Examples of context actions

Reverse assignment
If you want to quickly swap the left part and the right part of an assignment, you can use this context action.

As a result, evt is assigned to window.event

Remove braces
When braces are unnecessary, for instance when a block contains only a single statement, this context action can remove both the opening and closing braces and fix indentation.

As a result, both the opening and closing braces are removed.

Create from usage
When ReSharper detects a variable, that has not been declared, use this context action to add variable declaration.

As a result, a variable declaration is added

and you can fill the initial value for the variable

Split declaration and assignment
Sometimes you may need to split a variable declaration and an assignment. In this case, Split declaration and assignment context action can help.

As a result, the declaration of formObj is a separate statement which can be subsequently refactored.

Split into separate declarations
Also, you may want to split a multiple declaration statement into several separate declarations. Use this context action for this purpose.

As a result, each declaration is a separate statement.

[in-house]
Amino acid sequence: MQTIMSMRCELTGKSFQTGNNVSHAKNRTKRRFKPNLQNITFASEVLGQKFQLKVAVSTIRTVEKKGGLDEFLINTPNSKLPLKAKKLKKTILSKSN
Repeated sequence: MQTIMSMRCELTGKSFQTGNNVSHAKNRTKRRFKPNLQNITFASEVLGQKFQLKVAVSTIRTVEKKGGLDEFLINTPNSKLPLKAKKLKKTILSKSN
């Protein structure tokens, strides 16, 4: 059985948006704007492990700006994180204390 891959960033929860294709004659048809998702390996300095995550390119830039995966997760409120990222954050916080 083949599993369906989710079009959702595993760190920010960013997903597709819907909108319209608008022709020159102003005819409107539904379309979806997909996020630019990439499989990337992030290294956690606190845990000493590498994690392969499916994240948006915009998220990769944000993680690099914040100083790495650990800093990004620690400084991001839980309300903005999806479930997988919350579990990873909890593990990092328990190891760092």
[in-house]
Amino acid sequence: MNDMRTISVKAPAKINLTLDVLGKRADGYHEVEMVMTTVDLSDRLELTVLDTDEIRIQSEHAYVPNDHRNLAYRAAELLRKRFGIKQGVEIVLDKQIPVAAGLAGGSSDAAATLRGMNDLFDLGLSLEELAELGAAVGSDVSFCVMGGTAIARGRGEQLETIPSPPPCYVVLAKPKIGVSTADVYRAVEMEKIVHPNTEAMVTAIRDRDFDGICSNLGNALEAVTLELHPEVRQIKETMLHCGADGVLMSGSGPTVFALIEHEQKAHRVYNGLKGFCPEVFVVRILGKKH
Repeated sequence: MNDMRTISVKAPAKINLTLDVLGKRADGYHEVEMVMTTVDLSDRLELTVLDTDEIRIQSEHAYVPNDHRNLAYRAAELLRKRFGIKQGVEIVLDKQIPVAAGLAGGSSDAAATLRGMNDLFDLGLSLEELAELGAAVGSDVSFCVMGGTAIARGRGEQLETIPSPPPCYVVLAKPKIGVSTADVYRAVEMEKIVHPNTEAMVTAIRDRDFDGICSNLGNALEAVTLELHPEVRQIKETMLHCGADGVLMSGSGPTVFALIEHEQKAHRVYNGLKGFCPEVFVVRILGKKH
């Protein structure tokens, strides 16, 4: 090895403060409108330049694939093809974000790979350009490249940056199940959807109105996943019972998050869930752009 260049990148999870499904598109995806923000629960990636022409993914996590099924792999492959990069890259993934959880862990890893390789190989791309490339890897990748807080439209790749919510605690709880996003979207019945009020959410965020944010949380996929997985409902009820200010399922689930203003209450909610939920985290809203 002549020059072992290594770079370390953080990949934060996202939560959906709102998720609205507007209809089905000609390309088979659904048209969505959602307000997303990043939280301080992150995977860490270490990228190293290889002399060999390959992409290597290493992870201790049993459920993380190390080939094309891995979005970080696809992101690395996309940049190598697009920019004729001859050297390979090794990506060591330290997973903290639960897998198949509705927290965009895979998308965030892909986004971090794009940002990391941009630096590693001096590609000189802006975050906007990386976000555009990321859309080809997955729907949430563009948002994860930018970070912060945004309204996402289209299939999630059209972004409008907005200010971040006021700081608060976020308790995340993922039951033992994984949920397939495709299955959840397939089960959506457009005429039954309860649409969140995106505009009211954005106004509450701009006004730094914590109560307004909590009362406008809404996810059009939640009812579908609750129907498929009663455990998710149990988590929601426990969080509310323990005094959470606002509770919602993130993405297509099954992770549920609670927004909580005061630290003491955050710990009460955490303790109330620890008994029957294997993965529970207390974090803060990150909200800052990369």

Rearrange code

ReSharper enables you to move elements in JavaScript code. You can move:

  • Statements
  • Parameters/Arguments
  • Literal object properties
  • Array elements
Study algorithms and examples below.

To move a statement up or down
  1. Place the caret at a statement.
  2. Do one of the following:
    • On the main menu, choose ReSharper | Edit | Rearrange Code | Move Up or ReSharper | Edit | Rearrange Code | Move Down.
    • Press Ctrl+Shift+Alt+Up or Ctrl+Shift+Alt+Down.

Look at the example below. To move the statement, that checks whether evt is null or not, up, press Ctrl+Shift+Alt+Up.

To move a statement out of or inside a block of code
  1. Place the caret at a statement.
  2. Do one of the following:
    • On the main menu, choose ReSharper | Edit | Rearrange Code | Left or ReSharper | Edit | Rearrange Code | Move Right.
    • Press Ctrl+Shift+Alt+Left or Ctrl+Shift+Alt+Right.

To move a property of a literal object
  1. Place the caret at a property.
  2. Do one of the following:
    • On the main menu, choose ReSharper | Edit | Rearrange Code | Left or ReSharper | Edit | Rearrange Code | Move Right.
    • Press Ctrl+Shift+Alt+Left or Ctrl+Shift+Alt+Right.

In the example below, the variable contact is initialized to be an object with three properties. The PhoneNumbers property is an array that consists of literal objects. Depending on the caret position the PhoneNumbers property or the whole initialization statement can be moved:

Another opportunity is to rearrange the elements of the array or the whole initialization statement:

Moreover, you can move properties within an object that is an array element (the Location property for a example) or the whole initialization statement.

In all cases, ReSharper informs you about moving directions.

See Also